Rob Robison, a member of the selection committee charged with finding a replacement for Lafayette Convention and Visitors Commission Executive Director Gerald Breaux, says two applicants were removed from contention late Friday for lack of experience. Robison declined to name them, saying they had not yet been notified.
The selection committee, which also includes Hilton General Manager James Thackston, businessman Thomas Rogers and Holidome General Manager Ed Buchert, met briefly Friday, the deadline for applications, and took the resumes home to review them over the weekend.
Robison says the committee will meet after LCVC’s 3:30 p.m. meeting Wednesday to decide if it will again narrow the field or conduct phone interviews with the remaining 19 candidates.
Twenty-one applied for the job:
Cory Dale Cart
Timothy J. Richard
John Claude Arceneaux
Mark D. Mouton
View each application here.
The timeline on the selection process remains tentative. The committee is set to meet April 9 to set up the process for phone interviews with the candidates, and on April 18 will schedule personal interviews. The committee hopes to make an offer May 1, with employment to begin no later than June 1. The full LCVC board will have to approve the choice.
Breaux will help with the transition process for about a month, as his last official day is June 29. He is retiring after nearly 31 years on the job.
Thursday’s explosion aboard an oil production platform in the Gulf of Mexico is now under investigation by the Bureau of Safety and Environmental Enforcement.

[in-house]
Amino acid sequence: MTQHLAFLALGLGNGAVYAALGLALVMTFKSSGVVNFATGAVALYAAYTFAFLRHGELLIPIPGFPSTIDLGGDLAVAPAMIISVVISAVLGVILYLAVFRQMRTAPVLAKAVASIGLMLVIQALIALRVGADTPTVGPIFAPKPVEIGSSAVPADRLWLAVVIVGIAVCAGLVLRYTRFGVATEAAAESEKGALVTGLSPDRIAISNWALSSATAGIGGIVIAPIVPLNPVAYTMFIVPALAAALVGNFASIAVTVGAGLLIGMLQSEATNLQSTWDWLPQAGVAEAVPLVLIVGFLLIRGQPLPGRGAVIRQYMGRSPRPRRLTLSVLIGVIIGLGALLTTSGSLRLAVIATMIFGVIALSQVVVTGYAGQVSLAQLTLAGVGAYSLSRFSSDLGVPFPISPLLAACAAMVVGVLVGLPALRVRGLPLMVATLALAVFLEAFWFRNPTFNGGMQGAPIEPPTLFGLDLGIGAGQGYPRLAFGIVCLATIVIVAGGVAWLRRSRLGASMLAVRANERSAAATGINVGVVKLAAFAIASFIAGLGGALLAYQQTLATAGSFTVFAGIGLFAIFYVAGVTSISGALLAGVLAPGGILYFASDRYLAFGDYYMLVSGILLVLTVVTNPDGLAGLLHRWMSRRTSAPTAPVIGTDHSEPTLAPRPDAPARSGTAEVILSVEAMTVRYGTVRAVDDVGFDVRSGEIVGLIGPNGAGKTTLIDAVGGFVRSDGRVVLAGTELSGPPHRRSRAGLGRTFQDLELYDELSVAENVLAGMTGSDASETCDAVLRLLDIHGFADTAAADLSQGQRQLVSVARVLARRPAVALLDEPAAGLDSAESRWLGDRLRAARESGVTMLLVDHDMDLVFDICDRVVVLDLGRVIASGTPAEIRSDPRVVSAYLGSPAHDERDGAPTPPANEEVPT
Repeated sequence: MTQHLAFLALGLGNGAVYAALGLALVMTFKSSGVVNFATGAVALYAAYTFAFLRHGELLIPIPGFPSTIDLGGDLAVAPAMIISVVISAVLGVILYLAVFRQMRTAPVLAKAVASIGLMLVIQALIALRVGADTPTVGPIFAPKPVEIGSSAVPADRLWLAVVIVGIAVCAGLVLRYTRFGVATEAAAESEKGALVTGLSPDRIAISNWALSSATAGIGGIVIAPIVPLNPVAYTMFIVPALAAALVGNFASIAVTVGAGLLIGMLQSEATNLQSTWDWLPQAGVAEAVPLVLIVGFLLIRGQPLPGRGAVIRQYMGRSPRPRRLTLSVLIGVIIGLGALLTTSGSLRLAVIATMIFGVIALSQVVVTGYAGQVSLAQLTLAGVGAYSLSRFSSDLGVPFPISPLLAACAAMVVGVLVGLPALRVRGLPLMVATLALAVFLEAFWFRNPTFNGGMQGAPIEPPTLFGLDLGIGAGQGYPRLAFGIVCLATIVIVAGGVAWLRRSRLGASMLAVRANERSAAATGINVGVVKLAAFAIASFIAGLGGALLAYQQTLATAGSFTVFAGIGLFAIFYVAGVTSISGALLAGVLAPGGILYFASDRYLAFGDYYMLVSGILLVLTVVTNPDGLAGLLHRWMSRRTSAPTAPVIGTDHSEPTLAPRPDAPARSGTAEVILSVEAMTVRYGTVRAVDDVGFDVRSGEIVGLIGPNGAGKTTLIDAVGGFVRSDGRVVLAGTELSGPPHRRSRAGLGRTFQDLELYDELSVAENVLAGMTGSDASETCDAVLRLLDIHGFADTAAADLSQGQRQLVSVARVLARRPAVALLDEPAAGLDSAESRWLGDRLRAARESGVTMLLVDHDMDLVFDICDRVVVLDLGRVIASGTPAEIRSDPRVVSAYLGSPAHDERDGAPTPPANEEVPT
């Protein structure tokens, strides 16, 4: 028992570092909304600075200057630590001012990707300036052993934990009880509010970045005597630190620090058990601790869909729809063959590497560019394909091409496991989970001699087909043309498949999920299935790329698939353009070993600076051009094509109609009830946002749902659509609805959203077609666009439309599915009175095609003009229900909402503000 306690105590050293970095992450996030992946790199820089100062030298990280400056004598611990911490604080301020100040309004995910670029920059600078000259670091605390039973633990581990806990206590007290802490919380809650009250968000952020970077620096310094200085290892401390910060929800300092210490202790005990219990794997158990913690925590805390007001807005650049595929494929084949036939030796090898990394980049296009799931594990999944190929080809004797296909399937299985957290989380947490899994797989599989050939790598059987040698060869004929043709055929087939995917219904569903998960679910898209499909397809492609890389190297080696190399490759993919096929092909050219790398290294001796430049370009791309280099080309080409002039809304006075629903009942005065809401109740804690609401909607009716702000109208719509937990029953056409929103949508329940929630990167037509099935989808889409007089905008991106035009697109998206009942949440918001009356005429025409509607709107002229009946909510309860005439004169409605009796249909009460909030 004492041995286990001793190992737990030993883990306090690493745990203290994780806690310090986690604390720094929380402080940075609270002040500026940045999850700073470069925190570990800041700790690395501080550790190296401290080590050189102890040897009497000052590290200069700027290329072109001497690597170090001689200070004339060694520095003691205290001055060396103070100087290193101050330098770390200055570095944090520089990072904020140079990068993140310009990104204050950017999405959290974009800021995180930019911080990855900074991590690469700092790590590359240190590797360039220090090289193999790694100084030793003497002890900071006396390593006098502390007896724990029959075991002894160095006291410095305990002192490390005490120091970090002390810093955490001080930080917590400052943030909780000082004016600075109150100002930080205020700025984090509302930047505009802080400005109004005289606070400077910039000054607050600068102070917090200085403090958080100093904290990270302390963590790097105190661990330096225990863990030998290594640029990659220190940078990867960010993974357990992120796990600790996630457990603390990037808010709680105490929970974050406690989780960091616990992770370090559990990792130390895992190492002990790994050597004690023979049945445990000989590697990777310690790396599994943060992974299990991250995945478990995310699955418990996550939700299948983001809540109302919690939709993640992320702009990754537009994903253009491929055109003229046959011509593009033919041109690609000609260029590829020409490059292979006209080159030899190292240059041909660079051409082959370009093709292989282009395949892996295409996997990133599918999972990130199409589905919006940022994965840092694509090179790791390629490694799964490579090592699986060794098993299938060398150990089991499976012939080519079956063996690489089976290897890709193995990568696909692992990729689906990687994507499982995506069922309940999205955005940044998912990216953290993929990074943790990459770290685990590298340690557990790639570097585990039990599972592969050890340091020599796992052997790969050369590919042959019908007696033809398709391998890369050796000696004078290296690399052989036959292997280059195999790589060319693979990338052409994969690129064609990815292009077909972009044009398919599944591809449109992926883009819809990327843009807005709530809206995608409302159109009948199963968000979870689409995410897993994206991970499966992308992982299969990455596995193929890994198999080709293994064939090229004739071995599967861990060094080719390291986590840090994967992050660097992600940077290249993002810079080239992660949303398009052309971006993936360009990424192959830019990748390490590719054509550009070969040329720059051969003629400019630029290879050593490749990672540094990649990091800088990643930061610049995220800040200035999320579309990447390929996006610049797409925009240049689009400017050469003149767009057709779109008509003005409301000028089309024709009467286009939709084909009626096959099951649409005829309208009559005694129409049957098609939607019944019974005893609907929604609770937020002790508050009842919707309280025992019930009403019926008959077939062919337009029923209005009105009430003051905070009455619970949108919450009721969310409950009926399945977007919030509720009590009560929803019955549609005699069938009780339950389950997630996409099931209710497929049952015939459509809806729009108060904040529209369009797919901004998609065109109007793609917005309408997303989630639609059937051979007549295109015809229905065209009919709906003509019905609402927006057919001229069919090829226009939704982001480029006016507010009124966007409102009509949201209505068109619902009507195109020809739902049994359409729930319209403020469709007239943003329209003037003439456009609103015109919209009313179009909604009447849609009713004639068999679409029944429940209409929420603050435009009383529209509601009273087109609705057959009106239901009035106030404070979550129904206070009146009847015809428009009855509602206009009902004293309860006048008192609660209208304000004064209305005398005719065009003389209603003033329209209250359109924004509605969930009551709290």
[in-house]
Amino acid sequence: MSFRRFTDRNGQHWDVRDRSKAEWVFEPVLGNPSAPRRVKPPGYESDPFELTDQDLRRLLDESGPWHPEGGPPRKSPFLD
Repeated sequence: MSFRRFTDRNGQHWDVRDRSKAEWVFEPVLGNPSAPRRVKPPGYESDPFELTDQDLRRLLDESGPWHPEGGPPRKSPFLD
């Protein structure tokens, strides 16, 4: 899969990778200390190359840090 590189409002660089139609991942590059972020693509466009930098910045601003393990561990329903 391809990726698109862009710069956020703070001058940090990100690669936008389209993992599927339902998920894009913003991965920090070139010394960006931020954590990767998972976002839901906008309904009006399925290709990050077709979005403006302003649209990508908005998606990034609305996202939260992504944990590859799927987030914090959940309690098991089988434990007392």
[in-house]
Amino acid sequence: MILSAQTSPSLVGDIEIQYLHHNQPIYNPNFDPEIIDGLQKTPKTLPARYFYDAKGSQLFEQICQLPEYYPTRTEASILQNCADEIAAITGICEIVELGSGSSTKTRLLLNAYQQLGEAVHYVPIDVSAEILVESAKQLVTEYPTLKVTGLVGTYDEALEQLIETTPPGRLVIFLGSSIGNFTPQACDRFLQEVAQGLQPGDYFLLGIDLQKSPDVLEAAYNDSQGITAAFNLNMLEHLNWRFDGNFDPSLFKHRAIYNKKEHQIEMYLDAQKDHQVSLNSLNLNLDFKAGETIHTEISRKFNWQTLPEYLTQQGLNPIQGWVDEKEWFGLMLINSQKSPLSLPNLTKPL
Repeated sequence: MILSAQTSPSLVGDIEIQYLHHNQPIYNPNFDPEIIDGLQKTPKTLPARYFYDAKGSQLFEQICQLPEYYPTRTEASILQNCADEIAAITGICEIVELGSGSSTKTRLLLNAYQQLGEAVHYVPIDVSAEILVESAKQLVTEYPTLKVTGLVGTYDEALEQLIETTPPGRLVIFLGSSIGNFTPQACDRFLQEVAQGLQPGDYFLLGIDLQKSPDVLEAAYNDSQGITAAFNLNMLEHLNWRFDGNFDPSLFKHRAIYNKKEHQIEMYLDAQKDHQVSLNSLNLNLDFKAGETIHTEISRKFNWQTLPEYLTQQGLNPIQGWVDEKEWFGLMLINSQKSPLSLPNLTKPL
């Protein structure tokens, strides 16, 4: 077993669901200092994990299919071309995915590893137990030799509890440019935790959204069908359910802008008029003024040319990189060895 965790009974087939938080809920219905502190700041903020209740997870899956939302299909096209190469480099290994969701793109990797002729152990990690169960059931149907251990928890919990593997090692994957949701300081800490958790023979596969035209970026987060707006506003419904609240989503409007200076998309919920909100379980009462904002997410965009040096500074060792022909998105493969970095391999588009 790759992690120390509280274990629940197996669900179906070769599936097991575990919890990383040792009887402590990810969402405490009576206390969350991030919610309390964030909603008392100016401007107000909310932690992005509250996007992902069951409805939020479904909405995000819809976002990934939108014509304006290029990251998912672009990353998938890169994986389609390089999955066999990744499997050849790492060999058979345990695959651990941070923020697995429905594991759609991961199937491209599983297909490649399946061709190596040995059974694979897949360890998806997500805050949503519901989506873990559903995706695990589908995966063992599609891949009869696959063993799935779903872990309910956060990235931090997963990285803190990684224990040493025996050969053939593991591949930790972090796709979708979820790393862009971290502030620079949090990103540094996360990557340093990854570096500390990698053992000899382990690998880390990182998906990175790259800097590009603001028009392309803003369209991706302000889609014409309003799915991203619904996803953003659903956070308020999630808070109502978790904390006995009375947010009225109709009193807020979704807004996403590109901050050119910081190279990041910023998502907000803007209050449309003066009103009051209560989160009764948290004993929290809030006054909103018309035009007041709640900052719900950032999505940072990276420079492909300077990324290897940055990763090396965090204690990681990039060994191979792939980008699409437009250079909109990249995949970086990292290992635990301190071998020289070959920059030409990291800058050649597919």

Money from the first and only settlement so far in a Louisiana flood board's lawsuit against dozens of energy companies will be placed in a special account dedicated to coastal restoration.
BP is heading to a federal appeals court in its effort to oust the administrator of damage settlement claims arising from the 2010 Gulf of Mexico oil spill.
The 59-41 Senate vote was one shy short of the 60 needed to clear the House-passed measure.
Spot bonuses to employees who go above and beyond on projects one of several reasons national mag calls BR-based biz bank a cool place to work.
The Director Search Committee interviewed the five men still in the running via video last week and is set to trim the field this week.
Telecom’s decision to halt deployment to more than 100 cities while it awaits net-neutrality rules appears to be little more than a temper tantrum.
Environmental (and political) junkies got a double fix when The Lens hosted a discussion between its environmental writer and the lead attorney in the levee board suit.
Follow The IND to hear Lens environmental reporter Bob Marshall's interview with Gladstone Jones, the lead attorney in the lawsuit against the oil and gas companies for coastal damages.
The $35B deal leaves the burning question about what it will mean for the thousands of these two service giants' local employees.
Broussard & David set up shop at the corner of Jefferson and Vermilion.
in light of falling oil prices, Forbes asks, “Will there be more?”
Lake Charles lets Acadiana companies in on the action as our neighbor to the west prepares for unprecedented growth.
A new study analyzes the state of the Lake Charles region and the impact 19 industrial projects will have on residents.
A U.S. magistrate judge calls “garbage” on behavior of attorneys for Progressive Waste Solutions.
The Lafayette food truck scene is slowing down but not stopping.
Lake-area financial institutions seeing green.
As the Lake Charles region ramps up for record-setting growth, ABiz lays out the challenges and opportunities ahead for South Louisiana.
Who was hired and promoted in Acadiana business?
Louisiana’s Ragin’ Cajuns are driving innovation in Louisiana.
The boom is coming, and McNeese is ready for it.
It’s time for Lafayette and Lake Charles to embrace “coopertition.”
We can make Acadiana — in reality and reputation — the best place in the South for a great career in an idyllic family environment.
Lake Charles’ technical community college wasted no time developing programs to prepare the area’s workforce.
With the help of WISE grant funding, SLCC is poised to help meet the region’s exploding demand for skilled workers.